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A fake Pusher server for development and testing.

When run, an entire fake service starts on two random open ports. A Pusher account is not required to make connections to the fake service. If you need to know the host or port, you can find the values in the configuration.

The project fully replaces the Pusher service with a local version for testing and development. Using the service as a replacement for production is not recommended.


  1. Working offline is not possible.
  2. Using a remote API for testing is slow.
  3. Wasting connections and messages in development is unreasonable.
  4. Stubbing the JavaScript, such as with pusher-js-test-stub, is suboptimal and tedious for integration tests.


Test Environment

1. Use the PusherFake JS for the Pusher JS instance.

  <% if defined?(PusherFake) %>
    // Test environment.
    // Note: Ensure output is not HTML escaped, such as with the raw helper in Rails.
    var instance = <%= PusherFake.javascript %>;
  <% else %>
    // Other environments, such as production.
    var instance = new Pusher(...);
  <% end %>

2. Start PusherFake in your environment.

require "pusher-fake/support/rspec"
require "pusher-fake/support/cucumber"

Using Zeus requires a custom plan. See an example plan for the configuration necessary.

require "pusher-fake/support/base"

# Reset the channels after each test:

Development Environment

In a Rails initializer, or any file executed during loading:

# Avoid running outside of development, if it's a global file.
if Rails.env.development?
  # Set the Pusher configuration, if it's not done elsewhere.
  Pusher.app_id = "MY_TEST_ID"
  Pusher.key    = "MY_TEST_KEY"
  Pusher.secret = "MY_TEST_SECRET"

  # Require the base file, which starts the socket and web servers.
  # If you're including this file in different processes, you may want to add
  # another check or even possibly hard code the socket and web ports.
  require "pusher-fake/support/base"

If you're using Foreman, or something similar, you'll want to limit the fake to a single process:

  require "pusher-fake/support/base"
web: PUSHER_FAKE=1 bundle exec unicorn ...
worker: bundle exec ...


If you're creating a Pusher::Client instance and wish to use the fake, you need to provide the options.{
  key:    Pusher.key,
  app_id: Pusher.app_id,
  secret: Pusher.secret


If you need to run the fake as a standalone service, perhaps when using Docker, there is a pusher-fake binary available.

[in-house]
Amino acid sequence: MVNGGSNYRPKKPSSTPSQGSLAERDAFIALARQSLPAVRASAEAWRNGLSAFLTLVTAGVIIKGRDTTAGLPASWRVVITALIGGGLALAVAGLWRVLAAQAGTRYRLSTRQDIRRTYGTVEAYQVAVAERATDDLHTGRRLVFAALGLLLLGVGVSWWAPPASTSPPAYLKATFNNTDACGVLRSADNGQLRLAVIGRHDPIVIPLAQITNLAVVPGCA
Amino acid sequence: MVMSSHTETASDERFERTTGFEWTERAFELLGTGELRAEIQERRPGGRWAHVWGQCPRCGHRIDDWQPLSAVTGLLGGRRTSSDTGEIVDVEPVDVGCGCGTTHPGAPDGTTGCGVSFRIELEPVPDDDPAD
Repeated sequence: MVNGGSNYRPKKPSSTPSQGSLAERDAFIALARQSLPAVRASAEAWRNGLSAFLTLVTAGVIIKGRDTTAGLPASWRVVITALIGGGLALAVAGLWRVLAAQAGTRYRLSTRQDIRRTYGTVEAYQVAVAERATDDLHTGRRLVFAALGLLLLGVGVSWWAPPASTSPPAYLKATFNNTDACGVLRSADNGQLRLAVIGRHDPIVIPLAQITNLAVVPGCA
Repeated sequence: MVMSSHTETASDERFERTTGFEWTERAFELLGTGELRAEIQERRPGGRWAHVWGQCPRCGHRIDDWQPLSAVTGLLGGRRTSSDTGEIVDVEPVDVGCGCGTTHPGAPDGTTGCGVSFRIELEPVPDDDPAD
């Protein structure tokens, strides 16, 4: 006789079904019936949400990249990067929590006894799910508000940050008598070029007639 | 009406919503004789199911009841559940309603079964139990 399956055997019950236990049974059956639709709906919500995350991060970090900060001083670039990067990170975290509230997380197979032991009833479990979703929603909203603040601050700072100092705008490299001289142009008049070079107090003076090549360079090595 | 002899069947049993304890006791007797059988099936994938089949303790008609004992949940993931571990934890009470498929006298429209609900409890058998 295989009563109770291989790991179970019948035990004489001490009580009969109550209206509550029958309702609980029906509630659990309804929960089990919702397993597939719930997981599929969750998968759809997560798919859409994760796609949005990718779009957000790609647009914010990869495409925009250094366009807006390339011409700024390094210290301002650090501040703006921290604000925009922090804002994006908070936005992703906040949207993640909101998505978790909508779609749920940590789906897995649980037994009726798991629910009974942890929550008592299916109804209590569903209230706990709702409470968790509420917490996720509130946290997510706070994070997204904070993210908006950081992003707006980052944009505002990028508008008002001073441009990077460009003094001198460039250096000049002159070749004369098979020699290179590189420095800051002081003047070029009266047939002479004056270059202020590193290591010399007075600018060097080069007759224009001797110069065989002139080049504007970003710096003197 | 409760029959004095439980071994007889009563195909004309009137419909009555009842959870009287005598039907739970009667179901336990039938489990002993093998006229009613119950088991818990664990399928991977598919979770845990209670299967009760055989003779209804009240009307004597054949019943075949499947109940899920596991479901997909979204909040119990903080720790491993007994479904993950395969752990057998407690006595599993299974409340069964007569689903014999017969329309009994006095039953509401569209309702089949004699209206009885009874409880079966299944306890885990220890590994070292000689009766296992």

$ pusher-fake --help
Usage: pusher-fake [options]
    -i, --id ID                      Use ID as the application ID for Pusher
    -k, --key KEY                    Use KEY as the key for Pusher
    -s, --secret SECRET              Use SECRET as the secret token for Pusher
        --socket-host HOST           Use HOST for the web socket server
        --socket-port PORT           Use PORT for the web socket server
    -v, --[no-]verbose               Run verbosely
        --web-host HOST              Use HOST for the web server
        --web-port PORT              Use PORT for the web server
        --webhooks URLS              Use URLS for the webhooks

Note that the binary does not support SSL options since they're forwarded to the server libraries. If you need SSL support in the binary, it's recommended you copy the included binary into your own project and set the appropriate configuration there instead.


Note that the application ID, API key, and token are automatically set to the Pusher values when using an included support file.


Setting Description
app_id The Pusher application ID.
key The Pusher API key.
logger An IO instance for verbose logging.
secret The Pusher API token.
socket_options Socket server options. See EventMachine::WebSocket.start for options.
verbose Enable verbose logging.
web_options Web server options. See Thin::Server for options.
webhooks Array of webhook URLs.


# Single setting.
PusherFake.configuration.verbose = true

# Multiple settings.
PusherFake.configure do |configuration|
  configuration.logger  = Rails.logger
  configuration.verbose = true


The WebSocket server is provided all socket_options, allowing you to set the secure and tls_options options to create a secure server.

The web server passes all web_options, besides host and port, to the Thin backend via attribute writers, allowing you to set the ssl and ssl_options options.

If you would like to force TLS for the JavaScript client, you can provide a forceTLS option:

var instance = <%= PusherFake.javascript(forceTLS: true) %>;


  • pusher-fake-example - An example of using pusher-fake with RSpec to test a Rails application.


pusher-fake uses the MIT license. See LICENSE for more details.